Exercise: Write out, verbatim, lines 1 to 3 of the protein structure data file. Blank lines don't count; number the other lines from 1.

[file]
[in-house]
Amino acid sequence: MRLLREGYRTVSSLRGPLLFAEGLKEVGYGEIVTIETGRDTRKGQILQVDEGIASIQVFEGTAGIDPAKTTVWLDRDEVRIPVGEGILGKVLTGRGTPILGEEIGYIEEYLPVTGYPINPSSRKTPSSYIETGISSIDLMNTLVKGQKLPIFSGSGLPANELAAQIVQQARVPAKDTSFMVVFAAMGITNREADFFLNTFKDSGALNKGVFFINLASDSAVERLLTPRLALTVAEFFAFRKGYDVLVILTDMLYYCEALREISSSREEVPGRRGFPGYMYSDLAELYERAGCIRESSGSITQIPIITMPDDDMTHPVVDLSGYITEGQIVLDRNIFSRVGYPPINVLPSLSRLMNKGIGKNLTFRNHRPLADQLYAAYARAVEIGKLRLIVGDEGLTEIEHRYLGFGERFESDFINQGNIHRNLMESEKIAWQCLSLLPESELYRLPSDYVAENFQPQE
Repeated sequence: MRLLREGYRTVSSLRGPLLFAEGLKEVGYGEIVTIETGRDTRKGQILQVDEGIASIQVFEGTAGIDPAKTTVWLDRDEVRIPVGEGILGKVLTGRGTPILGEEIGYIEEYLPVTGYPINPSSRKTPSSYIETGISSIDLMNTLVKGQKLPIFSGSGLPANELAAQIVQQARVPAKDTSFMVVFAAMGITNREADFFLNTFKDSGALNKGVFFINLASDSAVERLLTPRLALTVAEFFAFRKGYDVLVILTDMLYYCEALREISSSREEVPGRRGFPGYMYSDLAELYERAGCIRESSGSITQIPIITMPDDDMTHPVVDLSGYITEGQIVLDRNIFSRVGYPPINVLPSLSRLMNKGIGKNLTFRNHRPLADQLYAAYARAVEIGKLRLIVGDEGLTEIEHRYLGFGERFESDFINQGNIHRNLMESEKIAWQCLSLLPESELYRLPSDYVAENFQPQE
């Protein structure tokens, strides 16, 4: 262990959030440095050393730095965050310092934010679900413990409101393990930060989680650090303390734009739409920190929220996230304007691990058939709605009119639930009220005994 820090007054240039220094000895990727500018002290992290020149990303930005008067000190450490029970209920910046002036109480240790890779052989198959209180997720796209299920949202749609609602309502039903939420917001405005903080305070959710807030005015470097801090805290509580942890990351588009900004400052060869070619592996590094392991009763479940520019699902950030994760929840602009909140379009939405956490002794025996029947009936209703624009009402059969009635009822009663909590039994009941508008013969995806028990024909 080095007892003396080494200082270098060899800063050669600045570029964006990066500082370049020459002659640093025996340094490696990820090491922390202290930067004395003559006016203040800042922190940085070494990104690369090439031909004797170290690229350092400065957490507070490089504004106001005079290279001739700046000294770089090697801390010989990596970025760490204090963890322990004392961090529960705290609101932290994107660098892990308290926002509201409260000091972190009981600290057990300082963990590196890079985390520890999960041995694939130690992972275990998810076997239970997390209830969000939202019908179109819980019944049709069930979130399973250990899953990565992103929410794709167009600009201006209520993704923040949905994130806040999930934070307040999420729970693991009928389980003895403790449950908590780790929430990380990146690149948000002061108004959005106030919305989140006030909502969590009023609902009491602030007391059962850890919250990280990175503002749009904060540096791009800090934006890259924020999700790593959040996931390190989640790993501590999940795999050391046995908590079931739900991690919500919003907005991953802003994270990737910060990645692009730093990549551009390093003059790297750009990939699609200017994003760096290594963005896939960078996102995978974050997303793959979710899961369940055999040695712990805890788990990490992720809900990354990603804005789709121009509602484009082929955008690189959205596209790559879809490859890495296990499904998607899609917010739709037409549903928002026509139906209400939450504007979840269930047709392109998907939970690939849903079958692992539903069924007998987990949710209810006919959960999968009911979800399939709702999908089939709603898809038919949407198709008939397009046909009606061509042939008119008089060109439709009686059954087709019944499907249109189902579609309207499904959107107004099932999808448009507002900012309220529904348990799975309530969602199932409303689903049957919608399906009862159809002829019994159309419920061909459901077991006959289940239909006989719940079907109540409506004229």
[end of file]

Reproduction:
[in-house]
Amino acid sequence: MRLLREGYRTVSSLRGPLLFAEGLKEVGYGEIVTIETGRDTRKGQILQVDEGIASIQVFEGTAGIDPAKTTVWLDRDEVRIPVGEGILGKVLTGRGTPILGEEIGYIEEYLPVTGYPINPSSRKTPSSYIETGISSIDLMNTLVKGQKLPIFSGSGLPANELAAQIVQQARVPAKDTSFMVVFAAMGITNREADFFLNTFKDSGALNKGVFFINLASDSAVERLLTPRLALTVAEFFAFRKGYDVLVILTDMLYYCEALREISSSREEVPGRRGFPGYMYSDLAELYERAGCIRESSGSITQIPIITMPDDDMTHPVVDLSGYITEGQIVLDRNIFSRVGYPPINVLPSLSRLMNKGIGKNLTFRNHRPLADQLYAAYARAVEIGKLRLIVGDEGLTEIEHRYLGFGERFESDFINQGNIHRNLMESEKIAWQCLSLLPESELYRLPSDYVAENFQPQE
Repeated sequence: MRLLREGYRTVSSLRGPLLFAEGLKEVGYGEIVTIETGRDTRKGQILQVDEGIASIQVFEGTAGIDPAKTTVWLDRDEVRIPVGEGILGKVLTGRGTPILGEEIGYIEEYLPVTGYPINPSSRKTPSSYIETGISSIDLMNTLVKGQKLPIFSGSGLPANELAAQIVQQARVPAKDTSFMVVFAAMGITNREADFFLNTFKDSGALNKGVFFINLASDSAVERLLTPRLALTVAEFFAFRKGYDVLVILTDMLYYCEALREISSSREEVPGRRGFPGYMYSDLAELYERAGCIRESSGSITQIPIITMPDDDMTHPVVDLSGYITEGQIVLDRNIFSRVGYPPINVLPSLSRLMNKGIGKNLTFRNHRPLADQLYAAYARAVEIGKLRLIVGDEGLTEIEHRYLGFGERFESDFINQGNIHRNLMESEKIAWQCLSLLPESELYRLPSDYVAENFQPQE